“In consideration of having your work posted on the Site for any period of time, You grant eHow a perpetual, worldwide, irrevocable, royalty-free, non-exclusive license to use, reproduce, modify, transmit, distribute, publicly perform and display, and create derivative works of the Content, in any form, media, or technology now known or later developed, to make, have made, import, and sell the Content, and to sublicense all of the foregoing rights (including the right to grant further such sublicenses).”
- And he will certainly sell his own content-targeted ads, even though he didn’t mention it yet because doing so will put him into direct competition with Google, Yahoo and MSN.
wehow.com and ehow.com already host a wealth of user-generated content. Now imagine millions of automatically branded and customized domains drawing from ehow’s content and allowing users to add their own material. Then add some social networking tools and some Web 2.0 “sprinkle”, and compare the end result to a traditional, ugly parked domain like, well, you know where to find them.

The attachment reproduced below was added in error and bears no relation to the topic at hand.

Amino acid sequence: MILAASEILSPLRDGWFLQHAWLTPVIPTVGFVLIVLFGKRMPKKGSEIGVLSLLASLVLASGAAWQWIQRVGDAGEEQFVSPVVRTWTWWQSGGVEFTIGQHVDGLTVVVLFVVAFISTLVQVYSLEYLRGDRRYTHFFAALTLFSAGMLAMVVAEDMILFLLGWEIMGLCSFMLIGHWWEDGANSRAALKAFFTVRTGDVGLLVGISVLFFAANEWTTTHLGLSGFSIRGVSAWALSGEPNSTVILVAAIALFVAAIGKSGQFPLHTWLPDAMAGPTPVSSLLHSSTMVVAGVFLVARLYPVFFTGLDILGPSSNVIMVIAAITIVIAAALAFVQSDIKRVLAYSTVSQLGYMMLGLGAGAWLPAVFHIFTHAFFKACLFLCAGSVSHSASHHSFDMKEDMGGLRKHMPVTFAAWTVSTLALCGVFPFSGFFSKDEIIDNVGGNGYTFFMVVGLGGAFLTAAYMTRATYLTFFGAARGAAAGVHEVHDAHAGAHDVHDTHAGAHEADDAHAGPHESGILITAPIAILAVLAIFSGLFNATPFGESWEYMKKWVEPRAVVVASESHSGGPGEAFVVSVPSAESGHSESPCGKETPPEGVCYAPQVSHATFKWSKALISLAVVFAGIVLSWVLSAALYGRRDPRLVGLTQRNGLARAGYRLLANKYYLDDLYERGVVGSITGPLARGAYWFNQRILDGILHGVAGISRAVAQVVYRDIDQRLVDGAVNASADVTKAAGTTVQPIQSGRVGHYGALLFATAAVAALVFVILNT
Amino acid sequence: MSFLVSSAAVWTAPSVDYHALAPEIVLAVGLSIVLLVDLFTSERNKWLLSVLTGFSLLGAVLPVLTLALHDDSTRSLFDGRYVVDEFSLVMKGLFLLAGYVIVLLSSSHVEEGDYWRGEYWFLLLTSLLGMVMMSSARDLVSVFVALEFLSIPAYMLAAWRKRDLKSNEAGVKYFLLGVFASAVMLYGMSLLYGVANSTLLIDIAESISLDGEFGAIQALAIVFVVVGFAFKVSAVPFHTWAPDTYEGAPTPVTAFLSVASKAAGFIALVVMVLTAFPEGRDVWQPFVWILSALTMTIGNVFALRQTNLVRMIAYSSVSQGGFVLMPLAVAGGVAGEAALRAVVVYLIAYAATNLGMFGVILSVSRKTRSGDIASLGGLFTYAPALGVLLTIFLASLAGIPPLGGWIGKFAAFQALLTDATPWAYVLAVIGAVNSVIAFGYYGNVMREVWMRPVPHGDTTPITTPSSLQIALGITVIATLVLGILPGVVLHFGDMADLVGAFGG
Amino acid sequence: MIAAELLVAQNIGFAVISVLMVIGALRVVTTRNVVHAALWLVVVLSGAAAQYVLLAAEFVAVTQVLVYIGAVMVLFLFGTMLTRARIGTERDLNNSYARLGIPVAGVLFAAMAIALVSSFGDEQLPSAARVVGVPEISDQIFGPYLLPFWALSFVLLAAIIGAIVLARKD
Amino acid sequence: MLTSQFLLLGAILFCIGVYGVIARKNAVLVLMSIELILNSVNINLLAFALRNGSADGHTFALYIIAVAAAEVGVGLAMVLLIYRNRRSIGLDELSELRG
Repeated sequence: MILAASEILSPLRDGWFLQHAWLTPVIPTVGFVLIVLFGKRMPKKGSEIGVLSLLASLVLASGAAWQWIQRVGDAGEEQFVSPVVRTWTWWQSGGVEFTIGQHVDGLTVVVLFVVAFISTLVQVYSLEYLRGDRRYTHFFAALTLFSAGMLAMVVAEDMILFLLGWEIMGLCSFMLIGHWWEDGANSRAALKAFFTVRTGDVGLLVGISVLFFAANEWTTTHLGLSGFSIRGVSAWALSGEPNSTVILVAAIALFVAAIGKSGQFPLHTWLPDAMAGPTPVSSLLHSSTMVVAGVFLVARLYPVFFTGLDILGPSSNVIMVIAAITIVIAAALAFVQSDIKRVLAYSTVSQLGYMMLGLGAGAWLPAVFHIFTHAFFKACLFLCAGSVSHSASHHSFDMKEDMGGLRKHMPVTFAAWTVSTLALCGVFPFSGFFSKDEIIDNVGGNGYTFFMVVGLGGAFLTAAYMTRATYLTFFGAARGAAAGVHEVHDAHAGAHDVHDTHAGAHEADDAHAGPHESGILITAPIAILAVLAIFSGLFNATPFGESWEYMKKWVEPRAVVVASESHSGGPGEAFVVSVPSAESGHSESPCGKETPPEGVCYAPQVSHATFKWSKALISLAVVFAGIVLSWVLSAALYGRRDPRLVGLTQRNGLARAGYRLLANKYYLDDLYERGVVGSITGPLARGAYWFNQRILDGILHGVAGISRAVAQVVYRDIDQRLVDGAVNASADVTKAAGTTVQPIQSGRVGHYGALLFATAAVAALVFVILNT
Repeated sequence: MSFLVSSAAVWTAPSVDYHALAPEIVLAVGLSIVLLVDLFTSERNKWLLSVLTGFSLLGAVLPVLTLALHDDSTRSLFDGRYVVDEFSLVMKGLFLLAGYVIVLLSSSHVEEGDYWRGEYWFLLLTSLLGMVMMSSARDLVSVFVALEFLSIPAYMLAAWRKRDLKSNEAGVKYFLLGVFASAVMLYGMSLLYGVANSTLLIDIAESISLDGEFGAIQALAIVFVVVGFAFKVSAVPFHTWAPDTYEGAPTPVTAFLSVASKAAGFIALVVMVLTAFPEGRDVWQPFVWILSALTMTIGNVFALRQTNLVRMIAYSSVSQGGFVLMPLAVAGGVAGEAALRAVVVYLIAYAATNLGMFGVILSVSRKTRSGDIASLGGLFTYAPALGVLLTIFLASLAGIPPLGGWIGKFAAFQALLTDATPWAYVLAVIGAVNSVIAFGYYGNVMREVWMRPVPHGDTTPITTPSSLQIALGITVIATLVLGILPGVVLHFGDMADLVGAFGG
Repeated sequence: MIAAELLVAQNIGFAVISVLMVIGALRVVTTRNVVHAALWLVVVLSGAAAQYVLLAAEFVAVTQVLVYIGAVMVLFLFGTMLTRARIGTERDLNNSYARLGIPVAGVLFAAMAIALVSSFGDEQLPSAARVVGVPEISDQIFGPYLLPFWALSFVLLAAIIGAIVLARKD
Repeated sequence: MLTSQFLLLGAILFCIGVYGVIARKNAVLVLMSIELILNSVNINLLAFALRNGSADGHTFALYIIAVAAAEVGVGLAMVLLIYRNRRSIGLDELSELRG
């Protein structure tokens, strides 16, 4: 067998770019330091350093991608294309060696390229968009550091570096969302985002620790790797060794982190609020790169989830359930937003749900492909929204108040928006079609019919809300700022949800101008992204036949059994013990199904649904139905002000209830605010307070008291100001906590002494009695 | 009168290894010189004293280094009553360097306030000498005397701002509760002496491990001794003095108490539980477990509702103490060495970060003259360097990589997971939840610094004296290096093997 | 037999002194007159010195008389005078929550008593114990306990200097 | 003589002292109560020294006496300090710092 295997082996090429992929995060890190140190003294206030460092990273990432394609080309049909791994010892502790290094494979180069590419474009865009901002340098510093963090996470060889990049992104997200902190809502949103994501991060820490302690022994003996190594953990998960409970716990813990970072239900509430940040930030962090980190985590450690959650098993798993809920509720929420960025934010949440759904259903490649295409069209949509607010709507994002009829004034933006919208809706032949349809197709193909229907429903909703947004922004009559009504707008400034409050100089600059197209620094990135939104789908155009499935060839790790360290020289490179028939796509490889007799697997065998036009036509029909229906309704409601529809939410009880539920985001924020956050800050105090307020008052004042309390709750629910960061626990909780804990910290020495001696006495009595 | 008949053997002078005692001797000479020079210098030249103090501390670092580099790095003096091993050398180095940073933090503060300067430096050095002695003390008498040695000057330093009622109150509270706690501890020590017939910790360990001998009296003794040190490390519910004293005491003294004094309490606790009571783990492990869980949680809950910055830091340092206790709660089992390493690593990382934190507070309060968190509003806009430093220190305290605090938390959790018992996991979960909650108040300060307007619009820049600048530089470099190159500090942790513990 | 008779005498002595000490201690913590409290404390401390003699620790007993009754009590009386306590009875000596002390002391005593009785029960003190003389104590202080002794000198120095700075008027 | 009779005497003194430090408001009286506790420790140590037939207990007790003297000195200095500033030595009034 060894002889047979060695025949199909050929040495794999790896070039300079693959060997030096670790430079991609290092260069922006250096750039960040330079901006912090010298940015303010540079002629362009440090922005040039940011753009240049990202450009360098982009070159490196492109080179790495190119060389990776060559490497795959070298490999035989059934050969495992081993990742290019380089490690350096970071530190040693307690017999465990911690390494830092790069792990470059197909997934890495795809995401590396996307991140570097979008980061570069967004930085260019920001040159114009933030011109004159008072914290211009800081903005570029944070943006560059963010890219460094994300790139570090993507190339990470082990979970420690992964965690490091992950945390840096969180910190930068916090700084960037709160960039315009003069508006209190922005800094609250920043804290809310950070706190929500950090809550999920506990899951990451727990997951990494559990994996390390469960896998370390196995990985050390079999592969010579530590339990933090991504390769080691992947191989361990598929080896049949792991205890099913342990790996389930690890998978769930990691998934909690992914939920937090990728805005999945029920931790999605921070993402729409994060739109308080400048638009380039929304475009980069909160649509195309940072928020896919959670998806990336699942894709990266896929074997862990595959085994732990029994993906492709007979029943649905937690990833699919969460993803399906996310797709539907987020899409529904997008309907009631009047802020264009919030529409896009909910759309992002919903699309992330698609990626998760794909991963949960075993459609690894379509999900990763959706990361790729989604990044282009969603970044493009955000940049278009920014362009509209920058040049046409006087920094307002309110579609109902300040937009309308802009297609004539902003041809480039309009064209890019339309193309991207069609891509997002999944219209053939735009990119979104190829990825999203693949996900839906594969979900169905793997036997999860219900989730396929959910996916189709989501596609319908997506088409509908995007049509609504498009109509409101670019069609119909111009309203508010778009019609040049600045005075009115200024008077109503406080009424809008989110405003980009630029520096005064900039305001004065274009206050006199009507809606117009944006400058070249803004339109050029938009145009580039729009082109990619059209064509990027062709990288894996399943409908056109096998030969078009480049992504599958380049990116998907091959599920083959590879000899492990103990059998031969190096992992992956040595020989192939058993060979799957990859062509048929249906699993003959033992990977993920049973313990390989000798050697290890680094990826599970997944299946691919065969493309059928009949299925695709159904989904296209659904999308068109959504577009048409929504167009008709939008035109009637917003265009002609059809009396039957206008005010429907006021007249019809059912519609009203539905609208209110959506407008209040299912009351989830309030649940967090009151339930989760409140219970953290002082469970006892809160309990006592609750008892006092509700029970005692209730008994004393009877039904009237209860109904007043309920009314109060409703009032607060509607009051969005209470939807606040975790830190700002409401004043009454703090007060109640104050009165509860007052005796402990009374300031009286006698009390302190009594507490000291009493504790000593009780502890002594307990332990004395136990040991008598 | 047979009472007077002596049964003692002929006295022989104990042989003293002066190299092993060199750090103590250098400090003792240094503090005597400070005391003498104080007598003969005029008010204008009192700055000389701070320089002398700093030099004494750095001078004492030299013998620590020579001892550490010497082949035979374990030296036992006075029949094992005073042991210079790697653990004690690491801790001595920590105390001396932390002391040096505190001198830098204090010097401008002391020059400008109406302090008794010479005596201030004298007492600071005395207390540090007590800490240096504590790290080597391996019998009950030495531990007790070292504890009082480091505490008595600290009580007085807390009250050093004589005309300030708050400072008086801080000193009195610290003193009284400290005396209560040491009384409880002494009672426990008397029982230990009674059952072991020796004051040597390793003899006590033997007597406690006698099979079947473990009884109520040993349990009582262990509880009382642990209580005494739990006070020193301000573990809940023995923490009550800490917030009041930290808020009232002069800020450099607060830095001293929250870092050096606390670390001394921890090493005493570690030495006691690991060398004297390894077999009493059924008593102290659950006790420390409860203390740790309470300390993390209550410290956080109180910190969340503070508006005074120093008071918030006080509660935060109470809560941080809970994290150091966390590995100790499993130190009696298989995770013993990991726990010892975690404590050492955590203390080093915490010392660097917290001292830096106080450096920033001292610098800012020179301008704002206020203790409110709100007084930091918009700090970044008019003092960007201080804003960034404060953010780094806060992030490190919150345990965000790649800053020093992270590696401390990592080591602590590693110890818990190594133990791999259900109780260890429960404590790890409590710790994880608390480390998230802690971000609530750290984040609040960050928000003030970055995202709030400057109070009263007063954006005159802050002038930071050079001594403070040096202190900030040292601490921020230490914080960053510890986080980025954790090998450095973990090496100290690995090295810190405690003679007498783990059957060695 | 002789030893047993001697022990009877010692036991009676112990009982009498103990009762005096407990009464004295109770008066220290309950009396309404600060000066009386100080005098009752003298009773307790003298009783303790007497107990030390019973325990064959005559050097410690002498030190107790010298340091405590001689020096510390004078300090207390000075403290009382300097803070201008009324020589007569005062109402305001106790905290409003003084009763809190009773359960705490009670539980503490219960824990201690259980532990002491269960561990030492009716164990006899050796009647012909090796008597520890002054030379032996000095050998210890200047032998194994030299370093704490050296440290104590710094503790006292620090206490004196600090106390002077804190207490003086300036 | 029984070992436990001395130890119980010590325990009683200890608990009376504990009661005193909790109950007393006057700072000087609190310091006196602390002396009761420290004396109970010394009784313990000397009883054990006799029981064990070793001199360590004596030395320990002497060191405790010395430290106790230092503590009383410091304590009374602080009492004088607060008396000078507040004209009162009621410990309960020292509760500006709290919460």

What does this mean to domainers? Is Richard going to make a deal with domainers to host and populate their domains in the same way as his own domains? Or will he try to buy out as many domainers as he can?
Probably both. Richard can “snap” his community software from one domain to another at the click of a button. He will probably buy as many domains as possible, and offer to share ad revenue with domainers who give him control over their domains.
As Richard’s domains retain visitors through valuable content and community interaction, the earning potential of domains that are using his software is increased dramatically. If his solution is as vastly superior as it promises to be, it could put current domain parking companies out of business in a matter of weeks if they don’t adapt.
However, the Daily Domainer is confident that as the word about this innovation is getting out, Demand Media’s competition will soon respond with their own product. 2007 will be a highly interesting year, and domain parking as we know it will be changed forever.